Mr. Moore could buy them now ....

Funeral services were held at his late residence in the north part of the city at
9:30 o'clock Sunday morning, conducted by Rev.  W. A. Hunter.  The remains were taken
to the cemetery in Texas township for burial .... He lived in Texas township for
several years, owning land there.


The following article appeared in the 25 March 1904 issue of The Clinton Register.

OVER FOUR SCORE YEARS OLD.  Mrs. Samuel Dunmire, One of Clinton's Aged Mothers, Answers Her 
Master's Call--Funeral Tuesday.

Mrs. Samuel DUNMIRE, who had lived in and near Clinton almost half a century, passed away 
Sunday at her home on West Adams street, aged 81 years, 2 months and 27 days, being sick 
about five days.

Phoebe WILLIAMS was born Dec. 20, 1822, near Delaware, O.  Nov. 9, 1848, she was married to 
Geo.  W. BELL, and they lived in that state until 1855 when they came to Clinton, where Mr. 
BELL died Oct. 28, 1863.  She, was left to care for the five children, the eldest being about
12 years old.  In 1875 she married Samuel DUNMIRE.  After about three years spent on his farm 
in Logan county they moved to near Clinton.  About ten years ago her husband died and she moved
to Clinton, which had since been her home.

Of her six children, Mrs. George LUTZ and Nelson are deceased. Those living are Howland J., 
Mrs. Caroline GIDEON, Mrs. Flora AUGHINBAUGH and Jay W. She is also survived by a sister who 
lives in-Iowa.

She united with the Baptist church when young, and later with the M. E. church . . . .

Funeral services were held in the M. E. church Tuesday, conducted by Rev.  CANADY.  Burial in 


The following transcriptions of obituaries from an unknown news paper were contributed by 
Mrs. Dorothy N. Eble.

MRS. ANTON EBLE DEAD    Feb. 14, 1901. Mrs. Anton Eble died Thursday morning at eleven o'clock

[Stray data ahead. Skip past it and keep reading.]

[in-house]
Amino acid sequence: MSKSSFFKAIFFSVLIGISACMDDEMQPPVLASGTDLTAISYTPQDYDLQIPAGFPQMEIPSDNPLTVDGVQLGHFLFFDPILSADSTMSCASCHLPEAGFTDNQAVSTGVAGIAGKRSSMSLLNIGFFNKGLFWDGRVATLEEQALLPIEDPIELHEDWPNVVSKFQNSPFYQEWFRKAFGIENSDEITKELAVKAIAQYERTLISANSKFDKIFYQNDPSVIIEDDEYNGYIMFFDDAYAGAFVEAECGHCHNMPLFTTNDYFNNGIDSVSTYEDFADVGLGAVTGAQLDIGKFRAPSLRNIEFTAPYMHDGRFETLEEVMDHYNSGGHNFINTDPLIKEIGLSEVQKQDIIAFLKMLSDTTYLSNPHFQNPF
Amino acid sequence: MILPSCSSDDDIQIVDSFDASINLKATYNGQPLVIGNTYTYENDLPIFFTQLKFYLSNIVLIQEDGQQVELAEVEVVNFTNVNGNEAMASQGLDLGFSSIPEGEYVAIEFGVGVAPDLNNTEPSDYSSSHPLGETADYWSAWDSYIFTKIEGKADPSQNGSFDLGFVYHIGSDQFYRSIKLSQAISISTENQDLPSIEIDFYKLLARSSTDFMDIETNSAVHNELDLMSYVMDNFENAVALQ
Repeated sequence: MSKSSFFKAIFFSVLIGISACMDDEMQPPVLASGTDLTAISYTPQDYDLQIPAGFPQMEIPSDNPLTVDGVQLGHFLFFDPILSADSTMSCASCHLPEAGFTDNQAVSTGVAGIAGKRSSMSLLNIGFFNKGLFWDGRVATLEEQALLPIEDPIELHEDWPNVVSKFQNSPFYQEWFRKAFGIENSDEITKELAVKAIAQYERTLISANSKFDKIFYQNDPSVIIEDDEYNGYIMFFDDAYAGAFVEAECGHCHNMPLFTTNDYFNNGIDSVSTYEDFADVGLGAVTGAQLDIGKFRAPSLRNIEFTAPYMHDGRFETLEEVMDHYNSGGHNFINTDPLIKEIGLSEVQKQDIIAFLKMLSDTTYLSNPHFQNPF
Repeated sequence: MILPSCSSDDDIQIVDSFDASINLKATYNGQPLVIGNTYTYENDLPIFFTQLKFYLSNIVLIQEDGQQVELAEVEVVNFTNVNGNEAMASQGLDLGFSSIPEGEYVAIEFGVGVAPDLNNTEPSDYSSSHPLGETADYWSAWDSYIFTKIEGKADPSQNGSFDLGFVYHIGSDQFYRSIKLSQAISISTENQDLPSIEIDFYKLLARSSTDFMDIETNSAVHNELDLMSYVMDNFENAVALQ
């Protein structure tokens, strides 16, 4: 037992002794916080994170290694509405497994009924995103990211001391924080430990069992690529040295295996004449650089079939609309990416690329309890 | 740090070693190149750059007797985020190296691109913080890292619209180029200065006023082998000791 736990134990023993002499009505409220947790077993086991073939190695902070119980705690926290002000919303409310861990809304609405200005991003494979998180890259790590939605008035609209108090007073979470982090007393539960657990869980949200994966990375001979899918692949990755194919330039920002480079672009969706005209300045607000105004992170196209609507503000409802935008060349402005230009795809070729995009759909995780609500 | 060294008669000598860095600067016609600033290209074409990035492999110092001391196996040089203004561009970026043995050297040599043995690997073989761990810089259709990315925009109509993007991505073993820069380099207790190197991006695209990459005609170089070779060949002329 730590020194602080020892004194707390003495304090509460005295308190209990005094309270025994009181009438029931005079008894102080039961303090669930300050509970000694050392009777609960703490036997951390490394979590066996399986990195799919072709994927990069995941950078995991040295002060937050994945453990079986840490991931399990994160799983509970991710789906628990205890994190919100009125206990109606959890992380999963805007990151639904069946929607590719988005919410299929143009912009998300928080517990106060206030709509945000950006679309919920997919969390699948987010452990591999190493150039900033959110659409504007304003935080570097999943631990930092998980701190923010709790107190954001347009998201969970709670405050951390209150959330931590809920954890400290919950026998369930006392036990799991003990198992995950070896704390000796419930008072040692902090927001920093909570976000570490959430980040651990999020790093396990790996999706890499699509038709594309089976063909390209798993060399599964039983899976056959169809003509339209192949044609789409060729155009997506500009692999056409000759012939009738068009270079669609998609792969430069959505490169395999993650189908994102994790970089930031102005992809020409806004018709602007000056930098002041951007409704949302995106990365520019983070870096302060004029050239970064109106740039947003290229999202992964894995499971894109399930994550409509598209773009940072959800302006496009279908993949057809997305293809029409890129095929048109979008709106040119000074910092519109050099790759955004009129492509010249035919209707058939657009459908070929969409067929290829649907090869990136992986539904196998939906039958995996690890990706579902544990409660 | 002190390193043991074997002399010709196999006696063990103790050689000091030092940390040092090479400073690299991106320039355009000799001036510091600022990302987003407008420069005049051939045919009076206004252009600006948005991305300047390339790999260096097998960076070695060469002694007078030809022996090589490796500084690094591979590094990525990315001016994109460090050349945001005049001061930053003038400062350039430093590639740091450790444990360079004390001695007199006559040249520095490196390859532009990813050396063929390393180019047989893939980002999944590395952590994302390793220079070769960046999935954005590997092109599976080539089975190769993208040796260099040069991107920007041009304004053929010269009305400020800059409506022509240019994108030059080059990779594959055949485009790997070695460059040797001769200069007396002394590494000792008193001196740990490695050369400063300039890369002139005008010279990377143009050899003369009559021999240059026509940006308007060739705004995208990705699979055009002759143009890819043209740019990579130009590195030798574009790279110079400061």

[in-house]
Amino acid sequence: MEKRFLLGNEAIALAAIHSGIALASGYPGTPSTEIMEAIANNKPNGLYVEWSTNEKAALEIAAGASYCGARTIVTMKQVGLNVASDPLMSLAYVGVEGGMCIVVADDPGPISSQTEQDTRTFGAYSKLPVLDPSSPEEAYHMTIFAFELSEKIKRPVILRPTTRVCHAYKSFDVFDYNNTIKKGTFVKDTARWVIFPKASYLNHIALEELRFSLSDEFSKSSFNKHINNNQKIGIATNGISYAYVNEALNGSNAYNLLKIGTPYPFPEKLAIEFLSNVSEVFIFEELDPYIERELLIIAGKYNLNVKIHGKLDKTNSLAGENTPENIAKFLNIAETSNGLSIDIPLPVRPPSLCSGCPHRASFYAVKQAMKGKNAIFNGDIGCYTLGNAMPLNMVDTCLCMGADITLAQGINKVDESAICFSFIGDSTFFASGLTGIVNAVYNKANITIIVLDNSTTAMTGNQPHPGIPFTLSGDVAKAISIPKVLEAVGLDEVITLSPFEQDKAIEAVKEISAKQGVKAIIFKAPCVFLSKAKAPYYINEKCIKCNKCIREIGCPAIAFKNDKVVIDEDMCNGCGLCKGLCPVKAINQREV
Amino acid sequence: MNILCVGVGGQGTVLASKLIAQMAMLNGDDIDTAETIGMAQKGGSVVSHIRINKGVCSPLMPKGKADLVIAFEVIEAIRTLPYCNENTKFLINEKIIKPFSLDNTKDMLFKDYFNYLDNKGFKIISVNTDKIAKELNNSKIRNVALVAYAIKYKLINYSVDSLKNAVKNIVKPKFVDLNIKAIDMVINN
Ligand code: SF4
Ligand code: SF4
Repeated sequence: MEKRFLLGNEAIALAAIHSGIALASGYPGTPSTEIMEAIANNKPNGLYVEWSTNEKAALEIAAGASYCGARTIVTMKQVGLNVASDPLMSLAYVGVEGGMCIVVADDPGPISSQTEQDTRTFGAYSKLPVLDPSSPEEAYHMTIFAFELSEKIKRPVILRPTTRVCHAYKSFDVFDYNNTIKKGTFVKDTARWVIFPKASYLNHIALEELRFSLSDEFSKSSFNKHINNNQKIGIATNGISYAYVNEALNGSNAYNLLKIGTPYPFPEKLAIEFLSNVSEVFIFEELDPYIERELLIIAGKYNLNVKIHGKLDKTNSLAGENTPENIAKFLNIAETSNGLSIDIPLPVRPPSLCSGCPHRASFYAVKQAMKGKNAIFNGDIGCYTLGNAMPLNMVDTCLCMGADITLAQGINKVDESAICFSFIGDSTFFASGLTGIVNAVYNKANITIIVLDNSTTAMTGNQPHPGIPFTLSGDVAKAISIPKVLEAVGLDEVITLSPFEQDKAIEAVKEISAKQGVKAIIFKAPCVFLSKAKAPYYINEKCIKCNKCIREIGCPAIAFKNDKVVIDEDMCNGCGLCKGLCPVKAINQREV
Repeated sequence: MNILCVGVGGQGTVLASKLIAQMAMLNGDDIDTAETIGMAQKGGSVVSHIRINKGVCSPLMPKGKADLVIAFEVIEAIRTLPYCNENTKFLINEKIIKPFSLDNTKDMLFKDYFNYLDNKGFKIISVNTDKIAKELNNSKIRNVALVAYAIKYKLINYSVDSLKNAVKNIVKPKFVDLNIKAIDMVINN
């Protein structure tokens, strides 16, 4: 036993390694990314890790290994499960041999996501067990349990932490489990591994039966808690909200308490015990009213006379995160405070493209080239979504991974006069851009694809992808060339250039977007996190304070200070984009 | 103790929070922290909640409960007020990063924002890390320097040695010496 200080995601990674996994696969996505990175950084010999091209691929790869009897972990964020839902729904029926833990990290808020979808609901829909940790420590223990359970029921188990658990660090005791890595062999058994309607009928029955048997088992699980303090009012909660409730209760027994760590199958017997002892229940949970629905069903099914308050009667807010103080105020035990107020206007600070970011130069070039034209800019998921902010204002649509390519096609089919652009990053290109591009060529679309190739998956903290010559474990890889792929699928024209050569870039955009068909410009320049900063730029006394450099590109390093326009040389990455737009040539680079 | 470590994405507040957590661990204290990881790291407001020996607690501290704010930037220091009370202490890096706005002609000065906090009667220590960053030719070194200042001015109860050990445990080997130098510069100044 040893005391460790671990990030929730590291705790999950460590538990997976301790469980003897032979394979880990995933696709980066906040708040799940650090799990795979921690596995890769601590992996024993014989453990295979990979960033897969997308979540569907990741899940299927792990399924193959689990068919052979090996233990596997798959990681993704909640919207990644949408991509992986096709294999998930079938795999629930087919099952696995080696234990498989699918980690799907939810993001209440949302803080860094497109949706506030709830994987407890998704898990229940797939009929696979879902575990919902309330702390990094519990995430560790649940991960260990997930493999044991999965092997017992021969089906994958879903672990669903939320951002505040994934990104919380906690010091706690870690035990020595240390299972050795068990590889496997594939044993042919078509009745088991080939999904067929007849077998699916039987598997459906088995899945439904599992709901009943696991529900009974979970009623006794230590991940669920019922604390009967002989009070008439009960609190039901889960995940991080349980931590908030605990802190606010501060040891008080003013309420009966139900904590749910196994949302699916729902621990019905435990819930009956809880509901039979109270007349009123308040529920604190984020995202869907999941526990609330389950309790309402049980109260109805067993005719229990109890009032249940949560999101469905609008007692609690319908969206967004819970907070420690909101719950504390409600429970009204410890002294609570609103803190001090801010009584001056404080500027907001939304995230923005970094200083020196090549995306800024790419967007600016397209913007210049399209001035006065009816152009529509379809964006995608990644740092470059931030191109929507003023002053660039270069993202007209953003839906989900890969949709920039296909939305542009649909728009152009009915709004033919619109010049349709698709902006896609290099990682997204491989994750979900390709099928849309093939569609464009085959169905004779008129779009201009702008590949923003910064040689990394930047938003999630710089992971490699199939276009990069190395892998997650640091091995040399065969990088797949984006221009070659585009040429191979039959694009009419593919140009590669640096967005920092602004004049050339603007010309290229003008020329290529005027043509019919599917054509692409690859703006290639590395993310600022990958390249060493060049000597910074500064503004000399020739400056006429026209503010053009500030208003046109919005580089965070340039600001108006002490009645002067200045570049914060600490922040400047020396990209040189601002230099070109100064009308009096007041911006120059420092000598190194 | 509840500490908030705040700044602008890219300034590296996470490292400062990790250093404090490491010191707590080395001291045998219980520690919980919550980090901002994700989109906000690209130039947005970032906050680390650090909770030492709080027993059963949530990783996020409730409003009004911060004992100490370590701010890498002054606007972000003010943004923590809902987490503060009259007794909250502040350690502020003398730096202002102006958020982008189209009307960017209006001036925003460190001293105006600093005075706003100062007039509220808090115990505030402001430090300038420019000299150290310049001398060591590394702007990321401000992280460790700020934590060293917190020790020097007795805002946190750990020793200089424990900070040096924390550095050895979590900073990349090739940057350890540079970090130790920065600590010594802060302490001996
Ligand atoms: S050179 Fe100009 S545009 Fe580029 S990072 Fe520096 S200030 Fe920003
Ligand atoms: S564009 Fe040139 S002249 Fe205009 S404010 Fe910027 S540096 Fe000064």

at the family residence in Texas township five miles northwest of Maroa. Mrs. Eble’s health 
for a great many years had not been good, but during the last few months she had gradually 
failed.  There was not much apparent change in her condition until the first of this week.
Mrs. Eble had been afflicted with dropsy and that with heart failure caused her death.

Mary Ann Dunham was born in Hamilton county, Illinois June 15, 1828.  When a child her 
parents moved to Morgan County.  She was united in marriage in that county to Anton Eble, 
who survives her, in March 1853. They resided there until the spring of 1871 when Mrs. Eble 
bought the 80 acre farm now occupied by T. C. Grady.  He paid $40 per acre for this land and 
the family made it their home until the spring of 1883, when desiring a larger farm the 
present homestead was purchased.

Mrs. Eble was the mother of six children, one of whom died in infancy. The living are Mrs. 
Ellen Goodwin, of Clarion, Iowa, Miss Lydia Eble, John Eble, Clarion, Iowa, Joseph D. Eble 
who resides on the homeplace and Clara Belle Lyles, wife of Rev. Charles Lyles, of Decatur.

Mrs. Eble was a loving wife and mother and was esteemed in the community where she resided. 
The funeral services will beheld at the family residence at ten o'clock on Sunday, being 
conducted by Rev. D. T. Miles and the interment will be at the Maroa cemetery.

         - - - - - - - - - - -

ANTON EBLE DEAD. Prominent citizen of Texas township passes away.  Had lived here for 3O years.
His illness was of short duration -- Funeral on Tuesday.  Anton Eble died at his residence 
five miles northwest of Maroa on Sunday Feb. 16, at three o'clock P. M., having been ill on a 
few days. Death was due to pneumonia.  So sudden was Mr. Eble’s death that very few of his 
neighbors & friends knew of his illness.  For thirty years Mr. Eble had been a farmer in the 
vicinity of Maroa.  He was a native of Germany having been born at Baden Baden April 26, 1829,
being in his 73rd year. In 1851, when a young man of 22, he crossed the Atlantic and went first
to St. Louis.  He stopped there for a short time and then went to Morgan Co., Ill., where he 
engaged in farming.  Mar. 22, 1853 he was united in marriage to Mary Ann Dunham of that county.

They continue their residence there until the spring of 1872, when the family moved to a farm
of 80 acres three miles and a half northeast of Maroa which Mr.  Eble had previously purchased.
Here was their home until the spring of 1883, when Mr. Eble sold the farm to the late John 
Grady and purchased the farm where the family has since resided.

Mr. Eble was the father of six children.  All are living except one son who died in infancy.